How to Calculate the Average Latency of a Disk Drive
By G.S. Jackson
For platter-style hard drives, latency is an issue. "Latency" is the term used to denote the lag in time between a request for information from the disk drive and the disk drive's readiness to return that information. Because disk platters have to spin to a certain location, or "sector," before the disk can retrieve the information on that platter, there is a possible down time of a few milliseconds during data requests. Using a simple formula, the programmer can determine an average latency for a hard drive.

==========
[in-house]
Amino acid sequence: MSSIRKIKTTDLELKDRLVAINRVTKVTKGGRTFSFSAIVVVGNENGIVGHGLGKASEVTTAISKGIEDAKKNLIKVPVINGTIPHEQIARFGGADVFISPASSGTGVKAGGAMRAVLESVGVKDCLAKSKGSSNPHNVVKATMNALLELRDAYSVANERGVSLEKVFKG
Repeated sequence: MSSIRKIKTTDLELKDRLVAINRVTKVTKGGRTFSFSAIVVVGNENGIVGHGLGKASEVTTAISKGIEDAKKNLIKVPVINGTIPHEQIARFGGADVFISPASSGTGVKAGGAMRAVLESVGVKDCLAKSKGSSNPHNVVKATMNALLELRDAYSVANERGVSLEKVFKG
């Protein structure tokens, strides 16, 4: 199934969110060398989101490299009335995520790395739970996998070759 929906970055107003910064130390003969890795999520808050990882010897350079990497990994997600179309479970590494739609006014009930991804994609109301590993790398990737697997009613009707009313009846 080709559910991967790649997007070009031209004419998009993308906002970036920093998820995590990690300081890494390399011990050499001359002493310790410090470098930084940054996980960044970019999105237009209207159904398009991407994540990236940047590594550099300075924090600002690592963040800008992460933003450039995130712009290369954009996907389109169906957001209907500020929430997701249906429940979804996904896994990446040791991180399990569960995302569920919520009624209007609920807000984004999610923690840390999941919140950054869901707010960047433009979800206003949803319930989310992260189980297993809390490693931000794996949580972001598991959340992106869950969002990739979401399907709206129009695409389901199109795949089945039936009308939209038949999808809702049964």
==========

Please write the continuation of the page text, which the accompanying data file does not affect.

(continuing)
Check the model number from the hard drive, either in drive's documentation or by physically looking at the hard drive in the case. Often, the model number appears on a sticker attached to the case of the hard drive.
Find out the spindle speed through the vendor's website. You can determine specifications on Samsung model hard drives, for example, by looking up the model number on the Samsung website. Spindle speed is usually given in rotations per minute.
Use the following formula to determine average latency for that specific hard drive. This example calculates latency for a hard drive with 6,000 RPM:
(1 / (SpindleSpeed / 60)) * 0.5 * 1000 = (60/6000) * 500 = 500/100 = 5 milliseconds
G.S. Jackson specializes in topics related to literature, computers and technology. He holds a Bachelor of Arts in English and computer science from Southern Illinois University Edwardsville.